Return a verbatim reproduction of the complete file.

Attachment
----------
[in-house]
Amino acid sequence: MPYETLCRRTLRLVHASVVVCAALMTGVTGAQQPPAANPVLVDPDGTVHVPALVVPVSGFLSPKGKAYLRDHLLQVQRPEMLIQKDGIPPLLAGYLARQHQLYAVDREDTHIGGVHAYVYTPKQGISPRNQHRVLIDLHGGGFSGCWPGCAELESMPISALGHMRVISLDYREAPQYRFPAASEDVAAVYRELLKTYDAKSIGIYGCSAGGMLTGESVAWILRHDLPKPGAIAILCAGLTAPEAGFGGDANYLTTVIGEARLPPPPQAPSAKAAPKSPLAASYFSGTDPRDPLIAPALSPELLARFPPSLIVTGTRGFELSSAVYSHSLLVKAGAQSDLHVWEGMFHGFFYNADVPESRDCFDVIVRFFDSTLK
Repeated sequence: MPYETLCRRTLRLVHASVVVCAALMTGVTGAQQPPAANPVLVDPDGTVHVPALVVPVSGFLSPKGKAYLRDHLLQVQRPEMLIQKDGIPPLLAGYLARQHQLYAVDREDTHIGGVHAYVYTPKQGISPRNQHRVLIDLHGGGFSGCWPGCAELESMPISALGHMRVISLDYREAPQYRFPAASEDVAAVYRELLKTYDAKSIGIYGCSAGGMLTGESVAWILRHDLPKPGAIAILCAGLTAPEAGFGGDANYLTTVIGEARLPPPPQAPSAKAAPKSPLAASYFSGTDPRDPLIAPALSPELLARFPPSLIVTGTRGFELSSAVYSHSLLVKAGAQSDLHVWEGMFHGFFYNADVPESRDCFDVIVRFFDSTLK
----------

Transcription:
[in-house]
Amino acid sequence: MPYETLCRRTLRLVHASVVVCAALMTGVTGAQQPPAANPVLVDPDGTVHVPALVVPVSGFLSPKGKAYLRDHLLQVQRPEMLIQKDGIPPLLAGYLARQHQLYAVDREDTHIGGVHAYVYTPKQGISPRNQHRVLIDLHGGGFSGCWPGCAELESMPISALGHMRVISLDYREAPQYRFPAASEDVAAVYRELLKTYDAKSIGIYGCSAGGMLTGESVAWILRHDLPKPGAIAILCAGLTAPEAGFGGDANYLTTVIGEARLPPPPQAPSAKAAPKSPLAASYFSGTDPRDPLIAPALSPELLARFPPSLIVTGTRGFELSSAVYSHSLLVKAGAQSDLHVWEGMFHGFFYNADVPESRDCFDVIVRFFDSTLK
Repeated sequence: MPYETLCRRTLRLVHASVVVCAALMTGVTGAQQPPAANPVLVDPDGTVHVPALVVPVSGFLSPKGKAYLRDHLLQVQRPEMLIQKDGIPPLLAGYLARQHQLYAVDREDTHIGGVHAYVYTPKQGISPRNQHRVLIDLHGGGFSGCWPGCAELESMPISALGHMRVISLDYREAPQYRFPAASEDVAAVYRELLKTYDAKSIGIYGCSAGGMLTGESVAWILRHDLPKPGAIAILCAGLTAPEAGFGGDANYLTTVIGEARLPPPPQAPSAKAAPKSPLAASYFSGTDPRDPLIAPALSPELLARFPPSLIVTGTRGFELSSAVYSHSLLVKAGAQSDLHVWEGMFHGFFYNADVPESRDCFDVIVRFFDSTLK